Building A House In Provence, Part III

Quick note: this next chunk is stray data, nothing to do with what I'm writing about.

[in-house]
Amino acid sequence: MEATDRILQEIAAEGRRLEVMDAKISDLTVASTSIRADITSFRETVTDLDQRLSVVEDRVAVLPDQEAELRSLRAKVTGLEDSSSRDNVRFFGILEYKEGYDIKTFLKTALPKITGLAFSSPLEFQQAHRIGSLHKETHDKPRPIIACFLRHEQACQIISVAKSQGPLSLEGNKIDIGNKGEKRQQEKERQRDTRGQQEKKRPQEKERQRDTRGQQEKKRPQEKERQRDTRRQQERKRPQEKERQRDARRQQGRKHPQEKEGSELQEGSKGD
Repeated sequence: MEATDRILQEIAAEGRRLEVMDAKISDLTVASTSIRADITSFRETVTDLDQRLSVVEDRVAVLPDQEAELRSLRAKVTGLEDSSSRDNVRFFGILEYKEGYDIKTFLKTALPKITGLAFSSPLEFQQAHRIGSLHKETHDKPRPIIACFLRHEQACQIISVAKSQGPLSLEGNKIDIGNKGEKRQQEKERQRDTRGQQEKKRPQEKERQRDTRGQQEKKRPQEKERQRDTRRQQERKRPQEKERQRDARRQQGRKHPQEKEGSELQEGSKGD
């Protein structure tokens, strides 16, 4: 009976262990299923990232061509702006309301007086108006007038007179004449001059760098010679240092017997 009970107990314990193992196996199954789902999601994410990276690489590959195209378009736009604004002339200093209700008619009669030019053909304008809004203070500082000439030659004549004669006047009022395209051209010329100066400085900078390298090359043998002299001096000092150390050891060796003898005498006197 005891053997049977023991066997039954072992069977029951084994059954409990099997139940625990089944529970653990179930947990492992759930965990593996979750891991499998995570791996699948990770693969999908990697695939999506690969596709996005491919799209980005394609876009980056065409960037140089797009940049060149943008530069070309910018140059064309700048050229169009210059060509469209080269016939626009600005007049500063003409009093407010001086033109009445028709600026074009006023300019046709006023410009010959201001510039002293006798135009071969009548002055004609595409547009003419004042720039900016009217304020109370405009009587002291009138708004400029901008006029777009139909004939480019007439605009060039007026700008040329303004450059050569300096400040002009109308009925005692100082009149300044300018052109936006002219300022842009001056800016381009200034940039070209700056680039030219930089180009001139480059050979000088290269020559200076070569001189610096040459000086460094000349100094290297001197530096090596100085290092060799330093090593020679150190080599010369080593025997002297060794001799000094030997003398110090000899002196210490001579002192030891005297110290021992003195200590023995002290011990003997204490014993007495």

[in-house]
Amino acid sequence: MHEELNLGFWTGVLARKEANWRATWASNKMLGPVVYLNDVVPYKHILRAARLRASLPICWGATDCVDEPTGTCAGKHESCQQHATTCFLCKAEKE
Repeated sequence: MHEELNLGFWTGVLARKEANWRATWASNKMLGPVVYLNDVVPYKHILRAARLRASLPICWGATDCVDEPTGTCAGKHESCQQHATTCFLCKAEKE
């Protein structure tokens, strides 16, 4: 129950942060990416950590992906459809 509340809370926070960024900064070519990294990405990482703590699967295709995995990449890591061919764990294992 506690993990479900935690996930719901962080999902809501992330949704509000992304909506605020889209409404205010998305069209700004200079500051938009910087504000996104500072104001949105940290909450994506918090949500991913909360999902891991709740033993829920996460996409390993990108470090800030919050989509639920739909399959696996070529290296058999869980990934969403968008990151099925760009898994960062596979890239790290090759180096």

So I married a Frenchman and I’m living in Paris. OK, so he’s not a prince and we don’t live in a castle, but we do live in a country covered with them. Everything is sunshine and roses, right? Wrong. Life can’t be perfect anywhere and as much as I love France I have found a few dark clouds here. When I married a Frenchman I never dreamed I would have to worry about the laws of France. Someone told me that I should have checked all of this out before buying any property in France. They were right, but I didn’t. I just thought it would all mostly be like buying property in the States. Napoleon dreamt up a set of laws that are now known as the Napoleonic Code. I vaguely remember reading about Napoleon and how he unified France and took thousands of different laws and made one big group of laws for the whole country to be run by. This sounds good on the surface until you, as a naive American, find out what happens when you purchase property in France. Basically, here’s what takes place: the interests of the children, parents, siblings and cousins all come before a spouse, if the other spouse should happen to die. And if you should happen to be the second wife, forget it – you are really out of luck. We made an appointment to talk with a French lawyer to see if there was any way to “get around” these laws, as we weren’t experts in the French legal system. Maybe there was something we could do so I felt better about the possibility of living in my house at the end of my years knowing it would go to Maurice’s children when I went to that Vineyard in the Sky, so to speak. I don’t mind if they get the house. I mind that I can’t decide who will get my house nor sell anything in it without their sharing in the profit. We were led to a hot, oven-like room where I spent the whole time dying to open a window for a little relief. Our lawyer turned out to be a woman. She was young and slim wearing a rather boring black business suit without the usual scarf thrown on to make it stylish. She wore no make-up but had beautiful black eyes and as she sat there talking in French that sent me into a comatose state–the French and the heat of the room were narcotic like to me–I began to think she looked like the star of Amelie, a French movie we had recently seen about a young woman whose life is spent helping others find happiness. The resemblance to Amelie ended with just the looks, however. As Maurice started translating some of the points she was making I could see that she wasn’t going to be helping me find any happiness. As I sat in front of “Amelie” and Maurice told me what she was saying it became clear that the house we were building together, financed in part with my money, would never be completely mine. Smiling benevolently, she informed me that although the house wouldn’t be completely mine if Maurice should happen to die that I would be entitled to 50 per cent and a small portion of the other 50 per cent. His children, there are two, get the rest. We are also talking about the contents of the house. This means that if Maurice, God forbid, should die before me that I wouldn’t be free to sell the house, or any of the contents of the house, without sharing the money with Maurice’s relatives. My children would also be entitled to the same percentage of Maurice’s half, but they are in America and would probably not even try to get their share. I’m sure this is not the case with any French relatives. I blew up and said to the woman lawyer, “Does France hate women?” She just looked mildly surprised and said, “It protects the children and the family.” I said, “But this is so anti-woman!” She didn’t agree. I think people in France have come to look at this code as their right. They don’t want to change it, as they might not get that house that belongs to poor Aunt Yvette or whoever. It was pointed out to me that if Maurice should die, I will have the right to live in my house as long as I wanted. Well, wow, that makes me feel better. We gripe a lot about things in America, but at least we have the option of leaving our property to our favorite charity, or our dog, if we choose to. Ah, democracy. It may have started in France, but I think America did a better job with it. Linda Mathieu, formerly from Austin, Texas, is a professional journalist and photographer. Owner of Paris Photo Tours, she delights in taking tourists around Paris, showing them her favorite views and photo ops. She is currently at work on a book of her photography with a light-hearted look at Paris.
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